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Thu September 16 2021

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Berkeley profits rise again but fall is coming

20 Jun 18 House-builder Berkeley Group has maintained its profit growth trajectory despite a slight dip in revenues.

Berkeley chief executive Rob Perrins
Berkeley chief executive Rob Perrins

However, it acknowledges that profits have now peaked – land bought cheaply in the last recession has just about been built out.

In the year to 30th April 2018 Berkeley Group Holdings made a pre-tax profit of £934.9m, up 15% from £812.4m the previous year. Revenue was down 0.7% to £2,703.7m (2017: £2.723.5m).

In total Berkeley delivered 3,536 new homes during the year (2017: 3,905) at an average selling price of £715,000 (2017: £675,000).

It is sitting on net cash of £687.3m (April 2017: £285.5m).

Chief executive Rob Perrins said that the huge profits were “a consequence of Berkeley's operating model and the sites it enabled Berkeley to acquire in the period from 2010 to 2013.”

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Rob Perrins said of the profits: “They represent a peak for Berkeley with profitability returning to more normal levels from 2018/19, when profits are anticipated to be around 30% lower. Thereafter Berkeley will target a 20% pre-tax return on equity over the cycle, depending upon the level of cash, which currently includes around £400m excess due to macro uncertainty.

Chairman Tony Pidgley said: “Berkeley's unique operating model is focused on developing complex sites, which others are not willing or able to take on, creating fantastic, sustainable places with homes built to a high quality in which our customers want to live, and enriching the wider community by bringing homes, jobs and amenities for all.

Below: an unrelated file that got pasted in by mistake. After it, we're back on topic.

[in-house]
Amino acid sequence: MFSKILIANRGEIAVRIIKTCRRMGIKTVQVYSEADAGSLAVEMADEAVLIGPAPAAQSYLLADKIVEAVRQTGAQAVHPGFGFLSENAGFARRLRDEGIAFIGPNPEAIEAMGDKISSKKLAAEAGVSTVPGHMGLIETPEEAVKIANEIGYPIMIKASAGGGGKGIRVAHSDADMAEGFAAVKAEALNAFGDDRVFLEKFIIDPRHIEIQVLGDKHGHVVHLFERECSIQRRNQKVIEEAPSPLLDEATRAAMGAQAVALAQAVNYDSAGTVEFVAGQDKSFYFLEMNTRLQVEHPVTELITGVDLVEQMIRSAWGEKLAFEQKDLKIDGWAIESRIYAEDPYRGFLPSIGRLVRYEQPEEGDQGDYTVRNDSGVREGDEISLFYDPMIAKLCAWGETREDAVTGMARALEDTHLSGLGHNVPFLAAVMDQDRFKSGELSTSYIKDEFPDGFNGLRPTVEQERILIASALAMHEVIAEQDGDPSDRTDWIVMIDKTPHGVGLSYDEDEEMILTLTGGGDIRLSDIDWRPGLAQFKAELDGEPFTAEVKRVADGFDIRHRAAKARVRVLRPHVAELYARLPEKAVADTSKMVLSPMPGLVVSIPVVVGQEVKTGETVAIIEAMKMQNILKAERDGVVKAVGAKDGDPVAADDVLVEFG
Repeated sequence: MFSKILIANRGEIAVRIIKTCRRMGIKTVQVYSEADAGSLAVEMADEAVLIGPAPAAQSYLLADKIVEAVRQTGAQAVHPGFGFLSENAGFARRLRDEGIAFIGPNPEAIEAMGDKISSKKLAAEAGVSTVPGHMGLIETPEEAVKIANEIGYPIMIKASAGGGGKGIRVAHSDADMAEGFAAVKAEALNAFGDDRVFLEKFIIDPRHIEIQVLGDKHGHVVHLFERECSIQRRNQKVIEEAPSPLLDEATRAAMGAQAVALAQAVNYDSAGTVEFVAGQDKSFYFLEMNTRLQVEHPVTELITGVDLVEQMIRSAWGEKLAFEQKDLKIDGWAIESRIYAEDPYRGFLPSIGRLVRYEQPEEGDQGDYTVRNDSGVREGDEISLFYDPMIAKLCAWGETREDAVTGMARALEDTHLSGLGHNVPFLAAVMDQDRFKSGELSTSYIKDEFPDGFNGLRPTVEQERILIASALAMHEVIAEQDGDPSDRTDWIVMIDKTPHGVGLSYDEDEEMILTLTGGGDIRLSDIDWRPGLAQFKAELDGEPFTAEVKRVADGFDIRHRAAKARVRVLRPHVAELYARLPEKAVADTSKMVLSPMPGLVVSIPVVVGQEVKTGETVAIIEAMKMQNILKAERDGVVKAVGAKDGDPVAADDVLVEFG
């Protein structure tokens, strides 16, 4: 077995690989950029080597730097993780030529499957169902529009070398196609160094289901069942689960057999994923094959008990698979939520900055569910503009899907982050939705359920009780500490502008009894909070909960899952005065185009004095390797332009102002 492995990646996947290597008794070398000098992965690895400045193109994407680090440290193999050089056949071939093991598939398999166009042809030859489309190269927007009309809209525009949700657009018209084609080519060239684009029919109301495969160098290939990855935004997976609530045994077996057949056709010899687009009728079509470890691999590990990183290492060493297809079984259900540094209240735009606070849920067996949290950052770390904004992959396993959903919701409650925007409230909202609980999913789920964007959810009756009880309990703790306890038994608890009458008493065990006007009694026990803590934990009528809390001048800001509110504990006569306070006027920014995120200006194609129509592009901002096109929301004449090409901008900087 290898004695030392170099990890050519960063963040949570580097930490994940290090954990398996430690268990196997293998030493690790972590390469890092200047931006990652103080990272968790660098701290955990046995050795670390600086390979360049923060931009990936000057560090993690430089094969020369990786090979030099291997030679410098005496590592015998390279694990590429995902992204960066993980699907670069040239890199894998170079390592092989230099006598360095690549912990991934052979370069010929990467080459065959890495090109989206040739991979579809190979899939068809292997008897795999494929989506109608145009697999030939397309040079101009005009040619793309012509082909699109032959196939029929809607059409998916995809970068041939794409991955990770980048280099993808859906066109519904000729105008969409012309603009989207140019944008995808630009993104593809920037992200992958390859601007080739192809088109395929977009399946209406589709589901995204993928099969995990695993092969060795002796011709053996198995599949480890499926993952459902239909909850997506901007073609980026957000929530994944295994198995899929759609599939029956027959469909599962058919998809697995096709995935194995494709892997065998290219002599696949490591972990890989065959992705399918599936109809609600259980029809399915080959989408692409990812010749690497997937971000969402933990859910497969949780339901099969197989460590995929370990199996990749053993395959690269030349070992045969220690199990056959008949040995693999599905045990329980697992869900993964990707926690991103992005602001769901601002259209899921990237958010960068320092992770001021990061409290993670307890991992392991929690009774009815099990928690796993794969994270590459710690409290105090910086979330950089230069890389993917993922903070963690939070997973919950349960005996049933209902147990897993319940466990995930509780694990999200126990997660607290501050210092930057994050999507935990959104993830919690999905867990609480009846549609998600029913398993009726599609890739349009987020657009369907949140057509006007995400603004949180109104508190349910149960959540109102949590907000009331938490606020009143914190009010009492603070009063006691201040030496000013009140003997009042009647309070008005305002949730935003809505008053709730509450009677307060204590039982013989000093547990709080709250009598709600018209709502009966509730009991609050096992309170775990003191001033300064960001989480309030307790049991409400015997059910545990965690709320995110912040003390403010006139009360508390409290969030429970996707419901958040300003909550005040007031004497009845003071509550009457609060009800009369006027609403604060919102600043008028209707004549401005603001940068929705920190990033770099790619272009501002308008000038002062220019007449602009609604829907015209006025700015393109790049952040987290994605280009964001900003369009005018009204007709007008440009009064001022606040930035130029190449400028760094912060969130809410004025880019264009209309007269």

“There has been a significant increase in housing supply across England over the past year. Completions have grown by 16% and starts by 5% during 2017. This national picture reflects positive decisions and fresh investment by Government and the private sector. However, it masks a complex picture at a local level, with London starts approximately 30% lower than two years ago. It is telling that some funders and builders are choosing to exit the market when faced with the degree of risk and regulation that now confronts development in the capital where macro and political uncertainty, including Brexit, are leading to this caution.  This is a great shame as London is a fantastic world-class city with unique attributes that will last long beyond the current hiatus which is only exacerbating the well documented under-supply.

“In this environment, Berkeley has itself invested cautiously, focusing as always on the quality of the homes and communities we build. We are growing the business in Birmingham through our newest brand, St Joseph and we have broken ground on our first modular factory in Ebbsfleet, which, once operational, will help us deliver a significant portion of construction value through off-site assembly.”

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